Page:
Metro Weekly

“Rowdy crowd” backs Obama over heckler at White House LGBT reception

Despite disruption, president's annual reflection on LGBT progress under his administration is well received


President Barack Obama ticked off a laundry list of LGBT achievements by his administration during last night’s White House Pride Month reception. However, not everyone was enthusiastic to hear the president speak.

As the president began his introduction, a transgender woman interrupted him, shouting, “President Obama, release all LGBTQ immigrants from detention and stop all deportations.” She continued shouting as the president tried to resume his speech.

“No, no, no, no, no. Hey, listen, you’re in my house,” President Obama finally retorted, as the audience burst into applause. “It’s not respectful when you go into somebody’s house. You’re not going to get a good response from me by interrupting me.”

As the woman continued, the crowd began to boo her, as a second voice from the crowd started yelling, “President Obama!” This prompted the crowd of prominent LGBT invitees to began chanting, “Obama! Obama!” to drown out any further disruptions until the hecklers could be removed from the room. One person even yelled out, “Bye, Felicia!” as she was escorted from the room. The heckler could still be heard outside as she was led away.

The woman was later identified as Jennicet Gutiérrez, in a press release issued by a coalition of radical queer and LGBT immigrant groups.

According to GetEQUAL, the #Not1More campaign and Familia QLTM, Gutiérrez — an undocumented transgender woman from Mexico — said she could not celebrate while some 75 transgender detainees are at higher risk of physical assault and sexual abuse in Immigration and Customs Enforcement (ICE) custody at various detention centers for undocumented immigrants awaiting deportation hearings. Groups such as the National LGBTQ Task Force and 35 members of Congress have previously raised concerns about the detainees’ safety, and have called on the Department of Homeland Security and ICE to release LGBTQ immigrants out of concern for their welfare.

The president later referenced the Gutiérrez disruption, when another person yelled out, “We love you! The transsexuals love you!,” allowing Obama to joke, “That’s the kind of heckling I can accept.”

The reception, which has become an annual event under the Obama administration, was fairly boisterous and in a celebratory mood — with the help of some social lubricant.

The guests at the reception included a “Who’s Who” of both D.C.-based and national LGBT organizations, as well as several local LGBT “power couples” whose jobs range from the legal field to LGBT activism to political consulting to lobbying. Some of the more prominent figures among those present included House Minority Leader Nancy Pelosi (D-Calif.); Eric Fanning, the first openly gay chief of staff of the U.S. Department of Defense; Chad Griffin, president of the Human Rights Campaign (HRC); Sarah McBride, a transgender activist and research associate for the Center for American Progress; Six transgender members of the pro-LGBT military organization Service Members, Partners, Allies For Respect and Tolerance For All (SPARTA); Martin Garcia of civic engagement nonprofit IMPACT and an officer with the Gertrude Stein Democratic Club; and Sultan Shakir, the executive director of the LGBT youth organization SMYAL.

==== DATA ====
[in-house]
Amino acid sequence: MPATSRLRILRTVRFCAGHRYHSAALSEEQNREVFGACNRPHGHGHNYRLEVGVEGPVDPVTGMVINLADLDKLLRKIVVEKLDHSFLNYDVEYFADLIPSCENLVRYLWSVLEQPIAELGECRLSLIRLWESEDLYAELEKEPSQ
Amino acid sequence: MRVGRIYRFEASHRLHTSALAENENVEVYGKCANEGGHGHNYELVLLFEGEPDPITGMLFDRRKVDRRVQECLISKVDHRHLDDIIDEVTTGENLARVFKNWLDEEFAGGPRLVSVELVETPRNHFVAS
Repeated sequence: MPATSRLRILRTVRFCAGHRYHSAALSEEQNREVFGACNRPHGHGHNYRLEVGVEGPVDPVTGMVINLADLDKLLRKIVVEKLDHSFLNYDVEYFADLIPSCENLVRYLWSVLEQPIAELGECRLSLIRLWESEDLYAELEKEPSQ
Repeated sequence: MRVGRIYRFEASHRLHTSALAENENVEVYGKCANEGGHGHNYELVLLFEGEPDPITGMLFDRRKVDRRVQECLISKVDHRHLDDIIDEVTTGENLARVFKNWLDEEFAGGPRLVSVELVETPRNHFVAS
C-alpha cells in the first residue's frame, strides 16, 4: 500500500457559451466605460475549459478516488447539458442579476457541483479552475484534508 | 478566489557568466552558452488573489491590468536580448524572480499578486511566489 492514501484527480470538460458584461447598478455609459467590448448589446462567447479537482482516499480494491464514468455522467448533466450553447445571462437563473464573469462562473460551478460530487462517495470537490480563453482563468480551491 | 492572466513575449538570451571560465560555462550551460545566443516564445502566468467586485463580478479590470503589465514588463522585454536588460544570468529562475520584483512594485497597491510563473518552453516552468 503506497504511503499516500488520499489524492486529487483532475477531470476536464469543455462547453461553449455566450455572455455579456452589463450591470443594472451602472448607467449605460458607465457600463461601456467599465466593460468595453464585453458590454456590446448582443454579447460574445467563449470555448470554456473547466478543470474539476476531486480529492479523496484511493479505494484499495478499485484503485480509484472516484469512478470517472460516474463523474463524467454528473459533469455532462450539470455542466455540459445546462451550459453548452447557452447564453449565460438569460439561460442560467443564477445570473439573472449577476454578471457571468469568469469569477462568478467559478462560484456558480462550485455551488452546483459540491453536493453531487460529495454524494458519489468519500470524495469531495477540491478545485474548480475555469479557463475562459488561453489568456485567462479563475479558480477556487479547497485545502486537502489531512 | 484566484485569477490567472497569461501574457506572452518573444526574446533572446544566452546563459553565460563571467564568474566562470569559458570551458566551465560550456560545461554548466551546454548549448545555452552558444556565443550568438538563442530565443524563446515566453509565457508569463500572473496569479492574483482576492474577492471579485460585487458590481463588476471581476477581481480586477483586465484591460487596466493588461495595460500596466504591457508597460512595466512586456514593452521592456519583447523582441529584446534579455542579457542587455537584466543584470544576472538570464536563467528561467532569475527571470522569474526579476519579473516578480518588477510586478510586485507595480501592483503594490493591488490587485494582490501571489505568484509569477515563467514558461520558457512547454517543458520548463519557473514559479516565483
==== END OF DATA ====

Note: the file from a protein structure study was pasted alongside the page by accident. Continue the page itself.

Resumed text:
Calling the cause of LGBT equality “an issue whose time has come,” the president acknowledged the work of LGBT activists and organizations over the years, adding, “Together, we’ve been able to do more to protect the rights of lesbian, gay, bisexual and transgender people than at any time in our history.”

The president reflected on the major LGBT progress achieved under his administration, including:

  • the repeal of the military’s “Don’t Ask, Don’t Tell” policy banning gays and lesbians from openly serving in the military;
  • strengthening hate crime protections for LGBT people;
  • lifting the HIV entry ban;
  • strengthening and expanding the Violence Against Women Act to apply to members of the LGBT community;
  • requiring insurance companies to cover transition-related costs for transgender people; and
  • the gutting of the Defense of Marriage Act.

As the president listed each accomplishment, the raucous crowd interrupted him with cheers and applause. Obama also noted the shift in societal attitudes toward the LGBT community, even among the slow-to-change political class.

“When I became president, same-sex marriage was legal in only two states. Today, it’s legal in 37 states,” Obama said. “A decade ago, politicians ran against LGBT rights. Today, they’re running towards them.”

Looking toward the future, Obama acknowledged the looming specter of a decision from the U.S. Supreme Court. Expected in the next few days, they will rule on whether same-sex couples have a fundamental right to marry under the Equal Protection Clause of the Fourteenth Amendment to the U.S. Constitution. He also name-checked several other priorities for the LGBT community that have yet to be acted upon, such as the passage of the Employment Non-Discrimination Act (ENDA), and reiterated his call for banning the practice of conversion therapy or other sexual orientation change efforts on minors.

The president also told those in attendance that they had demonstrated the kind of courage that comes from being true to oneself.

“To a young boy or girl out there struggling with their own identity, the folks in this room are heroes,” Obama said. “They’ve shown extraordinary courage, not only in helping others find the strength to be true to who they are, you’re helping America be true to we are as a nation. And that’s ultimately what this Pride month is supposed to be about.”

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